The Super Ads of the Super Bowl

Although the football game itself brings a massive audience, quite a number of Super Bowl viewers most look forward to companies splashing out on funny, heartfelt, and celebrity-filled ads.

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Although the football game itself brings a massive audience, quite a number of Super Bowl viewers most look forward to companies splashing out on funny, heartfelt, and celebrity-filled ads.

Zack Stone, Staff Writer

Although much of the attention on the evening of Feb. 2 was centered around the Kansas City Chiefs’ late win over the San Francisco 49ers, potentially even more discussion was generated around one of the most entertaining advertisement evenings of the year. Although commercials are typically a nuisance that viewers wish to skip through, many of the 100 million viewers were watching the Super Bowl for the sole purpose of the funny, creative, bizarre and celebrity-filled ads. Here’s what you may have missed from the highs and lows of the 2020 Super Bowl commercials.

Per usual, the Super Bowl held plenty of well-written, humorous, and creative ads, but, on the other end of the spectrum, also a fair amount of those that hit well below the anticipated mark.

The former category included commercials from Jeep, Google Assistant, Amazon’s Alexa, and Hyundai.

Jeep took advantage of the fact that the big game fell on Groundhog Day and created a short spin-off of Bill Murry’s famous movie, with the major difference being Murray wakes up every day in anticipation. Thanks to his fun, exciting new ride of a Jeep, Murray looks forward to a daily new adventure rather than staying in devastation over the repeating days.

Google took a different approach and focused on sentimentality rather than action. Showing off its Google Assistant device, the massive company flipped through photos that correlated to an elderly man’s memories with his late wife, Loretta. At the end, the Assistant recounts all of the moments and favorites the man had told her to remember, creating a sweet, heart-tugging scene.

However, Google wasn’t the only smart assistant to have a big performance, with Ellen DeGeneres and Portia de Rossi wondering how people ever lived without Amazon’s home assistant Alexa. This leads to a variety of scenes throughout history, where characters in need of a small favor, ranging from turning the temperature down to sending a message to telling a joke, ask a person who’s name is some derivation of “Alexa.” Each time, the outcome is catastrophic. But when the commercial returns to DeGeneres and de Rossi, the ease and capability of the Amazon assistant is reinforced.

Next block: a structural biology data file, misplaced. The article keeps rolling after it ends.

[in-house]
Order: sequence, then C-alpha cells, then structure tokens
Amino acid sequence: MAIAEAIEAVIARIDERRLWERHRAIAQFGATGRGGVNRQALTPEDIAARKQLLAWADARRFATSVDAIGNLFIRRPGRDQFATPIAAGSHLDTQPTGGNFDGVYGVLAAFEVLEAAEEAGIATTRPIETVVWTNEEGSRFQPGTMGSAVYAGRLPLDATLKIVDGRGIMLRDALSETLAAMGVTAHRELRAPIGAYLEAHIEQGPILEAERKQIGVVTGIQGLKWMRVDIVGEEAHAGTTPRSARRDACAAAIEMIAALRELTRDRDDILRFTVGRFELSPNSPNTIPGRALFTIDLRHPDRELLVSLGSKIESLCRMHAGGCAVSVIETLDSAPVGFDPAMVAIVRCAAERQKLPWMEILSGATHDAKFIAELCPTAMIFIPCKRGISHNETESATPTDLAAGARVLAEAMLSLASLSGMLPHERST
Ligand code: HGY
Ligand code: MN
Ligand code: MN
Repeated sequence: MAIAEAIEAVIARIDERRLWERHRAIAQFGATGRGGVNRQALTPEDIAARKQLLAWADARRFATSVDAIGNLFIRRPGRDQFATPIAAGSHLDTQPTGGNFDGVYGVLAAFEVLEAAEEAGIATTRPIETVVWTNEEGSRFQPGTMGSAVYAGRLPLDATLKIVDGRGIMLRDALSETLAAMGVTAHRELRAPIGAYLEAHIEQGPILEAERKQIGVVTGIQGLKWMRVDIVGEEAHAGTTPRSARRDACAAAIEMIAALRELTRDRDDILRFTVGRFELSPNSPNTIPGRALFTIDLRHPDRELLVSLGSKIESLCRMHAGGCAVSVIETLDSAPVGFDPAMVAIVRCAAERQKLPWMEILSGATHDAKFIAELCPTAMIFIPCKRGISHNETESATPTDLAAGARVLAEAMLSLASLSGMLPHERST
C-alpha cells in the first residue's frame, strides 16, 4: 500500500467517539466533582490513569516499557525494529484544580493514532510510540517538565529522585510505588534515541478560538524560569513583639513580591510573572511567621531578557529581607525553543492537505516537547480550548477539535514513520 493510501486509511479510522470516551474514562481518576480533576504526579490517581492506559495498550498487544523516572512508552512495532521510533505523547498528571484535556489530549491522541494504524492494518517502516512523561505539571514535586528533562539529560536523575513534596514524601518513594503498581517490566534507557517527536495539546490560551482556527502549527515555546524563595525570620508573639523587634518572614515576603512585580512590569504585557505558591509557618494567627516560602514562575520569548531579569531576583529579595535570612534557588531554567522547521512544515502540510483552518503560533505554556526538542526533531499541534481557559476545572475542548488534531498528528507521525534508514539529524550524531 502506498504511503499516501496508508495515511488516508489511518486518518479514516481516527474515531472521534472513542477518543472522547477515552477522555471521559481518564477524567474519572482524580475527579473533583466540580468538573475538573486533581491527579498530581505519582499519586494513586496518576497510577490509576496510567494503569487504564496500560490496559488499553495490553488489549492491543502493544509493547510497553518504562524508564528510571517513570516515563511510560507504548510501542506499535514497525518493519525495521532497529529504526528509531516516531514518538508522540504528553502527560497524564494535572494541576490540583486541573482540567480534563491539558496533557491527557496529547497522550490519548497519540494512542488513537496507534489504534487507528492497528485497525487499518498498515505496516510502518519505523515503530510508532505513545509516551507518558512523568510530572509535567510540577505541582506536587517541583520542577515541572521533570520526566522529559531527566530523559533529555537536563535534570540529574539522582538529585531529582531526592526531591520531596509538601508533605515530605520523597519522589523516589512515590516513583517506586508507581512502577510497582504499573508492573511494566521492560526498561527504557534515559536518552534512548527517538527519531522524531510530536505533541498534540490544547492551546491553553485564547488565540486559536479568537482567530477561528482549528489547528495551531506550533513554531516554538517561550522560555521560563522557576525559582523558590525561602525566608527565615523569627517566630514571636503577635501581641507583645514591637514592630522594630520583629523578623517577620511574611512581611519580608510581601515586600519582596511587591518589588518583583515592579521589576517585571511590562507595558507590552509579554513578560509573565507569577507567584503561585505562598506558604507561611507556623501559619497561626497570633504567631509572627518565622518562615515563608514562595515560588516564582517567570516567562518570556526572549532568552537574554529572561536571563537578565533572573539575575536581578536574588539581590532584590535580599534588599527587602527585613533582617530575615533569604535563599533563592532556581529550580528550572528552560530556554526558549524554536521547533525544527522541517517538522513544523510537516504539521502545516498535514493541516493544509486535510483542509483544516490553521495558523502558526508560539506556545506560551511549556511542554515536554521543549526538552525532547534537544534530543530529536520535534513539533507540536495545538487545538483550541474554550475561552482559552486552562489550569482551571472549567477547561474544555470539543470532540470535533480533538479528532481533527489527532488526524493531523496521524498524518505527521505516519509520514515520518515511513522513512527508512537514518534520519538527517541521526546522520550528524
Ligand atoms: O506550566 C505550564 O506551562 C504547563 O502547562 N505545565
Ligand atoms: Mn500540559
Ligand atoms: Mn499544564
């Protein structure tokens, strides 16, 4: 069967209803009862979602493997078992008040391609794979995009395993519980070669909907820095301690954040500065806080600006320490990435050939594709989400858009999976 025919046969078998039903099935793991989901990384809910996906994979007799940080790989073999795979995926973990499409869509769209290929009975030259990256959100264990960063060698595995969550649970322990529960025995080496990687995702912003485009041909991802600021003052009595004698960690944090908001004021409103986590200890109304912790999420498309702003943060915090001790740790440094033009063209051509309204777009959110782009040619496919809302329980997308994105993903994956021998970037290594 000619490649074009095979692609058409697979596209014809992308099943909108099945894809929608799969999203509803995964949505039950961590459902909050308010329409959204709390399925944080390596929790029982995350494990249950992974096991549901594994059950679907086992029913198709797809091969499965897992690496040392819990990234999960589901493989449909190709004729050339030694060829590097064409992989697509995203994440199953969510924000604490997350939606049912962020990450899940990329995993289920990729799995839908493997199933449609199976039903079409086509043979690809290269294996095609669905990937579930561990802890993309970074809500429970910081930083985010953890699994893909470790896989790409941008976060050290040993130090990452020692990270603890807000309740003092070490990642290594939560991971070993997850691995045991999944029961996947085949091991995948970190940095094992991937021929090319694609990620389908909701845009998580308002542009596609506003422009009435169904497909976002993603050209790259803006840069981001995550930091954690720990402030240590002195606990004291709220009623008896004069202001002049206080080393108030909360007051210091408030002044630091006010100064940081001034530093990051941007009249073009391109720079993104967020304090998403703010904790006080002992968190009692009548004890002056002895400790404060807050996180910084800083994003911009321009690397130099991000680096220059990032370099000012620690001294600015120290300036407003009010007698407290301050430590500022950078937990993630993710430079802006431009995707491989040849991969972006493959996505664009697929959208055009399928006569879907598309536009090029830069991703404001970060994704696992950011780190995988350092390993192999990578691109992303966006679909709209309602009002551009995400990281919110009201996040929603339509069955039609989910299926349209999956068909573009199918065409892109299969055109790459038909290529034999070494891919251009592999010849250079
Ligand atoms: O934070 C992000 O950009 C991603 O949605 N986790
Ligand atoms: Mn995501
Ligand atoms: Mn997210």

Although the daytime TV star was a big celebrity presence, Hyundai’s new Sonata gathered multiple A-Listers to dote on the new “Smart Park” feature. Poking fun at the already humourous Boston accent, celebrities John Krasinski, Rachel Dratch, Chris Evans and David Ortiz react to the 2020 model’s ability to move in and out of a parking space without a driver. True to Boston fashion, the actors stress the ‘a’ and forget the ‘r’, repeatedly calling it “Smaht Pahk.”

Falling under the advertisements that seemed to flop included commercials from Planters and Hulu.

Following a building hype that Planter’s signature Mr. Peanut had passed away, fans and ad-viewers were expecting a revolution from the classic nut company. But in a confusing turn of events, Mr. Peanut was regrown as a baby peanut at his own funeral, surrounded by grieving mascots from other classic companies. Instead of relief that Mr. Peanut is still around or excitement over a rebranding, fans were left with a slight confusion and general disappointment.

Hulu also faced some backlash after its ad starring New England Patriots quarterback Tom Brady. With talk of Brady potentially retiring after a less-than-stellar playoff run this season, Hulu created a massive ploy where it seemed as though the legendary NFL player would actually announce his retirement. Instead, Brady delivered a lackluster, disappointing speech about the capabilities of the streaming service, all while giving a massive scare to Patriots fans fearful of their leader moving on.

Of course, not all commercials were on one end or the other, and there were plenty of mixed-reviewed advertisements that generated a “Wait, what?” reaction.

One of the most glaring examples was John Legend and Chrissy Teigen showing off the “new luxury” of the Genesis GV80 SUV. While some saw the rejection of old luxury as a funny gambit, others found the commercial to be forced and awkward, best shown with a cringe-inducing reference to Legend being recently voted as “Sexiest Man Alive.”

Proctor and Gamble similarly went all-out, with actress Sofia Vergara showing off many of the P&G brands, from Old Spice to Charmin to Mr. Clean. While many viewers enjoyed the multi-layered crossover, others felt that trying to shovel what seemed to be dozens of companies into a short period of time made the advertisement as a whole difficult to track.

Ultimately, what makes a winning ad is entirely discretionary viewer to viewer. And at the end of the day, all publicity is good publicity, and even companies with negative commercial reviews will surely be experiencing increased attention.